Territory Stories

Sessional Committee on Environment and Sustainable Development Written Submissions Received Volume 2 Issues associated with the progressive entry into the Northern Territory of Cane Toads October 2003

Details:

Title

Sessional Committee on Environment and Sustainable Development Written Submissions Received Volume 2 Issues associated with the progressive entry into the Northern Territory of Cane Toads October 2003

Other title

Tabled Paper 1123

Collection

Tabled Papers for 9th Assembly 2001 - 2005; Tabled papers for 9th Assembly 2001 - 2005; Tabled papers; ParliamentNT

Date

2003-10-16

Description

Tabled by Delia Lawrie

Notes

Made available by the Legislative Assembly of the Northern Territory under Standing Order 240. Where copyright subsists with a third party it remains with the original owner and permission may be required to reuse the material.

Language

English

Subject

Tabled papers

File type

application/pdf

Use

Copyright

Copyright owner

See publication

License

https://www.legislation.gov.au/Series/C1968A00063

Parent handle

https://hdl.handle.net/10070/307061

Citation address

https://hdl.handle.net/10070/346011

Page content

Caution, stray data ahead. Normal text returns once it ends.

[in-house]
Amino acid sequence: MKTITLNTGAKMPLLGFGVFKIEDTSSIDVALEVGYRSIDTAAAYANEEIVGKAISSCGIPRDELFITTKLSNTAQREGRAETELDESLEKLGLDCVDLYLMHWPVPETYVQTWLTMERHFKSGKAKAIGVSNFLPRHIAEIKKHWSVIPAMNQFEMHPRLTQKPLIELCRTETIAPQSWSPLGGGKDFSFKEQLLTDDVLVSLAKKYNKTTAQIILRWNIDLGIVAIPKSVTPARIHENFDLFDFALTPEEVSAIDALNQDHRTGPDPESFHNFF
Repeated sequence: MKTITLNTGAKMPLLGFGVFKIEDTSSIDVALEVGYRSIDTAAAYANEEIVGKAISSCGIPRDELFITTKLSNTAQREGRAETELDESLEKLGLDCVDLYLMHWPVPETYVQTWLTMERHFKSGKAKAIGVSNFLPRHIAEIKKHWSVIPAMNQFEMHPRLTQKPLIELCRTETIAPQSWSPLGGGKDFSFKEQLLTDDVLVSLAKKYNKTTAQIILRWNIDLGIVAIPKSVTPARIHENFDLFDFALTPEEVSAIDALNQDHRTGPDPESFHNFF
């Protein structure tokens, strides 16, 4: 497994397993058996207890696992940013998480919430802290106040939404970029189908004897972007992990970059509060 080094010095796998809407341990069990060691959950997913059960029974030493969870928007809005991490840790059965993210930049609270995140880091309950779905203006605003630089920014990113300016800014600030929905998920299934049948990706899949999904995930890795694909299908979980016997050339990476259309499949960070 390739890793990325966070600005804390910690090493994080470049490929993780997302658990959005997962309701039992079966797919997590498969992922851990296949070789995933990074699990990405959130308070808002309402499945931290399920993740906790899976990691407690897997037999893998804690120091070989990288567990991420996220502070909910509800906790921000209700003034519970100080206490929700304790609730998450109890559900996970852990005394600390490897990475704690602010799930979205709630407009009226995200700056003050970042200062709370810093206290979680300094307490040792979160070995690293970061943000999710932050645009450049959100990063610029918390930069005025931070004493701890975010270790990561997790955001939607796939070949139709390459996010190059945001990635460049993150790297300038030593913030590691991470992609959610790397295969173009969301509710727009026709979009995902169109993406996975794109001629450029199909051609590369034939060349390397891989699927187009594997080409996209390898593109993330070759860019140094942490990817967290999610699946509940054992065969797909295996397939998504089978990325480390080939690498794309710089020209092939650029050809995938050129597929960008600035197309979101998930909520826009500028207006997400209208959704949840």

Parks & Wildlife Commission NT Written Submissions Cane Toad Inquiry Report Volume 2 28 Madam CHAIR: I was going to say, what are the protocols elsewhere? Dr LAWSON: Well in Western Australia they have a system whereby there is a weediness index put onto a particular variety or plant before its introduced and its my understanding that anything that comes in has to go through this process of being assessed by this independent committee of experts, I hate that word but you know what I mean, people with experience in that respect but it includes people with and expertise in bio-diversity, it includes agronomists, it includes pasture scientists but what Im trying to say, the process is not just one sided and I think Johns predictions are actually unfortunately going to come true: that we are going to bear the effects of some of these introductions in a way that makes cane toads look like a walk in the park. Mr WOOD: And I think just to back up that, look how long it takes to bring on a biological control insect into attack mimosa, takes years, yet you can walk in with gamba grass, thats it, I mean it was a classic example where it might be a good species but if some work had been done on it for instance perhaps to hybridize it so it didnt have viable seed as is done with some of the millets, it could have been just a use that old phrase, win/win situation but at the moment it certainly shows the so called theory of sustainable agriculture is a laugh, is a joke because someone else is now paying for the control of that particular species outside of where it was originally meant to grow. Madam CHAIR: Well Ill raise this issue with the Minister for the Environment who also has primary industries. Its not in our terms of reference, so it cant be included in the recommendations but because its been raised today Ill take it up. Mr WOOD: Not so much Gamba grass but the introduction of species into the Territory. There should be some perhaps go Madam CHAIR: Thats what Im going to raise, the issue of we dont have any separate authority that looks at the introduction in the first instance, can something be introduced? Dr WOINARSKI: Thats certainly always far cheaper to solve the problem before it happens. Madam CHAIR: And Ill, if by raising that, Ill suggest they look at the WA example but we cant formally recommend because its not within our terms of reference but I will as the Chair of this committee because its come up in this discussion, take it up with the Environment Minister. Dr LAWSON: Well one thing I would draw attention to, related to cane toads and we touched on this in our conversation this afternoon, I think that John said, its because they are warty and ugly, no body cares if they get controlled and you know


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